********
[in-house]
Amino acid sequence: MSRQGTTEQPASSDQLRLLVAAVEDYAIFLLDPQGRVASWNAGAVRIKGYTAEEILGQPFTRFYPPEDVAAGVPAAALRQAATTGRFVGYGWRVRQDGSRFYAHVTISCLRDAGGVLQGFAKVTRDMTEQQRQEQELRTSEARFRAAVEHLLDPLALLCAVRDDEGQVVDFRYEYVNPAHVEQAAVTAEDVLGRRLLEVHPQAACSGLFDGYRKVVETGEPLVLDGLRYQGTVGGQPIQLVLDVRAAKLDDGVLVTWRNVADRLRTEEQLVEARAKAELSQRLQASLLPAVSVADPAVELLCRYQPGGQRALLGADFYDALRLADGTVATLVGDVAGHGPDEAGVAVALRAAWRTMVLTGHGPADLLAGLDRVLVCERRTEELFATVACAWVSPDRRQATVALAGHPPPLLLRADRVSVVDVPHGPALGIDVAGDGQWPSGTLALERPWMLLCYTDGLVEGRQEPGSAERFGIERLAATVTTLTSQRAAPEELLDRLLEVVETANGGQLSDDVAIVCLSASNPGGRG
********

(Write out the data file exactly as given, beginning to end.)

[in-house]
Amino acid sequence: MSRQGTTEQPASSDQLRLLVAAVEDYAIFLLDPQGRVASWNAGAVRIKGYTAEEILGQPFTRFYPPEDVAAGVPAAALRQAATTGRFVGYGWRVRQDGSRFYAHVTISCLRDAGGVLQGFAKVTRDMTEQQRQEQELRTSEARFRAAVEHLLDPLALLCAVRDDEGQVVDFRYEYVNPAHVEQAAVTAEDVLGRRLLEVHPQAACSGLFDGYRKVVETGEPLVLDGLRYQGTVGGQPIQLVLDVRAAKLDDGVLVTWRNVADRLRTEEQLVEARAKAELSQRLQASLLPAVSVADPAVELLCRYQPGGQRALLGADFYDALRLADGTVATLVGDVAGHGPDEAGVAVALRAAWRTMVLTGHGPADLLAGLDRVLVCERRTEELFATVACAWVSPDRRQATVALAGHPPPLLLRADRVSVVDVPHGPALGIDVAGDGQWPSGTLALERPWMLLCYTDGLVEGRQEPGSAERFGIERLAATVTTLTSQRAAPEELLDRLLEVVETANGGQLSDDVAIVCLSASNPGGRG